Citing the National Defense Strategy, Air Force Secretary Heather Wilson announced that beginning in 2019 the Air Force is opening its space training to allies during her keynote speech at the 34th Space Symposium in Colorado Springs, Colo.. April 17, 2018.
“It’s time to build on years of collaboration to deepen our relationships with our allies and partners in space,” Wilson said. “We will strengthen our alliances and attract new partners not just by sharing data from monitoring, but by training and working closely with each other in space operations.”
The Air Force will add two new courses to its National Security Space Institute located at Peterson Air Force Base, Colo., including one on space situational awareness, for U.S. partners and allies to learn more about collision avoidance, de-orbits and reentries. The service will also open more of its advanced courses on national security space to military members of allied countries.
Accelerating defendable space
Wilson also announced that the Air Force will establish an office that will report directly to the Assistant Secretary of the Air Force for Acquisition to change acquisition rules and speed things up. The office will work with program managers to identify areas for streamlining and improvement, and drive forward change in the way the Air Force does business.
“Their job will not be to buy things, but to change the Pentagon rules and processes through which we buy things so that speed is a priority, and an expectation,” Wilson said. “It’s time to stop circumventing the bureaucracy and start rewiring it.”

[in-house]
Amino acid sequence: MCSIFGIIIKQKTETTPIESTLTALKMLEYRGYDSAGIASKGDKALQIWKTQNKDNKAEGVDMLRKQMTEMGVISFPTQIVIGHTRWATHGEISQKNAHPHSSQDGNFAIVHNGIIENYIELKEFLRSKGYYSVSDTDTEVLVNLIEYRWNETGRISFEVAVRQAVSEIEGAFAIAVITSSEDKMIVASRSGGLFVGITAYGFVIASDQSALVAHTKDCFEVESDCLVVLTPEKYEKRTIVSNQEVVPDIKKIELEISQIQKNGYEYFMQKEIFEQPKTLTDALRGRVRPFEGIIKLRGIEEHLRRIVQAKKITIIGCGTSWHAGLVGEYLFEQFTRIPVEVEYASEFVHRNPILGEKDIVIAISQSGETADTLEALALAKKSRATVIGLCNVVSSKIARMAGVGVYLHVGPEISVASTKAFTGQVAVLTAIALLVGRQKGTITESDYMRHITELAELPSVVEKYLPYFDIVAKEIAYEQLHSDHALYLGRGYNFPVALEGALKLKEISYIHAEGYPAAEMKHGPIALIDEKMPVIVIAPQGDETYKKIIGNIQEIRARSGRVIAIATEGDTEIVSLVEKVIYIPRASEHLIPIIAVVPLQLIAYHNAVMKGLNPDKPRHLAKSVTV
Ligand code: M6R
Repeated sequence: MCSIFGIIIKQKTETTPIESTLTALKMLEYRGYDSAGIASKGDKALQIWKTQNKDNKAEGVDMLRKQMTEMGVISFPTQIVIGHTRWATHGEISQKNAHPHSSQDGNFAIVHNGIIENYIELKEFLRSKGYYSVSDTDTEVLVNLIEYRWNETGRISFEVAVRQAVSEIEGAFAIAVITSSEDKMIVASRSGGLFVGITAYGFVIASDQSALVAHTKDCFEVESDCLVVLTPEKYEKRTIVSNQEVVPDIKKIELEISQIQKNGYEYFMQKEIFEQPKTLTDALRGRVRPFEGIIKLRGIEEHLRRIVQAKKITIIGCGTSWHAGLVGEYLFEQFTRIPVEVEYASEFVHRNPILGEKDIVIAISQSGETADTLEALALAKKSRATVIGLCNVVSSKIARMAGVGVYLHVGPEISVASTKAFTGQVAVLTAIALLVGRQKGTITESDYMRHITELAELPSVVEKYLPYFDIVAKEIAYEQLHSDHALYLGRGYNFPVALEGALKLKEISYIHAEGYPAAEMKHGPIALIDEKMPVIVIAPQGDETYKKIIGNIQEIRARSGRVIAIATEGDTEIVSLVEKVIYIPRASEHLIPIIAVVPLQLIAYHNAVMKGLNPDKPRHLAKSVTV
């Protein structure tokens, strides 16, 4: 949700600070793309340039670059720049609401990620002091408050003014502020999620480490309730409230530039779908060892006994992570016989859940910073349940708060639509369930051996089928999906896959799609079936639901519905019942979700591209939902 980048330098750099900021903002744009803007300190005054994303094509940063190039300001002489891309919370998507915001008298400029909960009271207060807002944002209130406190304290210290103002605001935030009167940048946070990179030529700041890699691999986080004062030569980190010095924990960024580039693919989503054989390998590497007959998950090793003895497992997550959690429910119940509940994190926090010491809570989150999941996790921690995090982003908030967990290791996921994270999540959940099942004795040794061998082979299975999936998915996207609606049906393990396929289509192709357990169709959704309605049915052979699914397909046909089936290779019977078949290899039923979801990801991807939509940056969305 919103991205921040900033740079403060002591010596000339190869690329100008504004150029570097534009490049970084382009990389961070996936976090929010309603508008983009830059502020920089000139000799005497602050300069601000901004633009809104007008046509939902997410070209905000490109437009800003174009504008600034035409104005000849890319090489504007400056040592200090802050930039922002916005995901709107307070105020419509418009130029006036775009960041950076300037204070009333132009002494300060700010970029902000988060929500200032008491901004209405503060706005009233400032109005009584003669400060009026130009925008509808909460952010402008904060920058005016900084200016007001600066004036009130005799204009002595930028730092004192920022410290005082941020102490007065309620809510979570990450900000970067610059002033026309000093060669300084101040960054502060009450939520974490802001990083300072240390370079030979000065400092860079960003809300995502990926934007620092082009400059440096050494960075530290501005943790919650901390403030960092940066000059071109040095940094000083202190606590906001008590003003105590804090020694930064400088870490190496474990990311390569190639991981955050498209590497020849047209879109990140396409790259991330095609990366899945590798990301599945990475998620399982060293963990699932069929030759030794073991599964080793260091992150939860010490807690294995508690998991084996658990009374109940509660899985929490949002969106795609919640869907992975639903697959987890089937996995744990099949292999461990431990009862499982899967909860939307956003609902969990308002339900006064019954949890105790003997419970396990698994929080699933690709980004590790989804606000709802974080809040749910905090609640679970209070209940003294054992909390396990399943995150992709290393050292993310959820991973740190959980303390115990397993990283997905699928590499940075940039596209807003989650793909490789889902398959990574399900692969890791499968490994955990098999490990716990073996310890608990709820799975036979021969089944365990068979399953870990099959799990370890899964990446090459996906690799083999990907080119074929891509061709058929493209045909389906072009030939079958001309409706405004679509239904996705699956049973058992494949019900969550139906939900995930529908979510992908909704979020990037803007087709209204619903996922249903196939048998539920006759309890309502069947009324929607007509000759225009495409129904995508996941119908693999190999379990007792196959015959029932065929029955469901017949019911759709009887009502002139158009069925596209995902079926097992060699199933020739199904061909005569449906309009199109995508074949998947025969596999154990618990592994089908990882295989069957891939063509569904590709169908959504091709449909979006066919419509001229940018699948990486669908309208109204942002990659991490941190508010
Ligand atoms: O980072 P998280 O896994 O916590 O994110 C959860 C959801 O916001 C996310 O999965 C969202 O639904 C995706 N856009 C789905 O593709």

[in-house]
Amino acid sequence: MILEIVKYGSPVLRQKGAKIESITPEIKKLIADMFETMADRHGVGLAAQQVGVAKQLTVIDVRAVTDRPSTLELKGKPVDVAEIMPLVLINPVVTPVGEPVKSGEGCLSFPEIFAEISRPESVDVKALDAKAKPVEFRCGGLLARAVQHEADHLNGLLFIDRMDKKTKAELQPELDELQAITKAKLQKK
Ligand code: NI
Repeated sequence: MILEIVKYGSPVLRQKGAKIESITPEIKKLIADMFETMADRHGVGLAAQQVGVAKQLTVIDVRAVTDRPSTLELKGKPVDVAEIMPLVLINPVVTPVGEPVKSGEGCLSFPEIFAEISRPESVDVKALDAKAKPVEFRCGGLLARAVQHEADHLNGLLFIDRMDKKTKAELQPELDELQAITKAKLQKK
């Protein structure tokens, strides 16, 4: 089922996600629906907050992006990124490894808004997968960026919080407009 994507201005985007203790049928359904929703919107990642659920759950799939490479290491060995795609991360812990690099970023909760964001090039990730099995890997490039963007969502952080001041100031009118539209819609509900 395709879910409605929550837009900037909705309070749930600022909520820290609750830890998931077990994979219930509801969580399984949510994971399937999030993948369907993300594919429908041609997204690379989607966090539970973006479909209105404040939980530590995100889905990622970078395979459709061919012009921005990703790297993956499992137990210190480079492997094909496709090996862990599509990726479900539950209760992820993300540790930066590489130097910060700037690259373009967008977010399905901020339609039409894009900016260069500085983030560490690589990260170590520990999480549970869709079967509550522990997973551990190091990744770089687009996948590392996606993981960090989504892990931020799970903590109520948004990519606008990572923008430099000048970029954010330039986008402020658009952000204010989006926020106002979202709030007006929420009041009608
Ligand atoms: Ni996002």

Space and Missiles System Center redesigned for speed
Since last December, Space and Missiles System Center Commander Lt. Gen. J.T. Thompson has been evaluating how the Air Force designs and builds space systems and finding ways for the service to do it better and faster. Now, with the support of Pentagon leadership, Thompson is leading the restructuring of the Space and Missiles System Center.
The redesign will eliminate stovepipes and establish a Chief Architect to guide and look across the entire space enterprise. SMC will have a special team focused on innovation and others that will drive partnerships, prototyping and leverage commercial space.
And the Air Force is moving forward fast. Setting speed as a key parameter, SMC will reach initial operating capability in October of this year.
Using this new structure, the Air Force will cut the time to build the next generation missile warning satellites from nine years, to five years.
“We must work with America’s best companies and its most innovative engineers and scientists to secure our future,” Wilson said. “No other organization in the world can do what we do and we’re only getting better, faster and going farther.”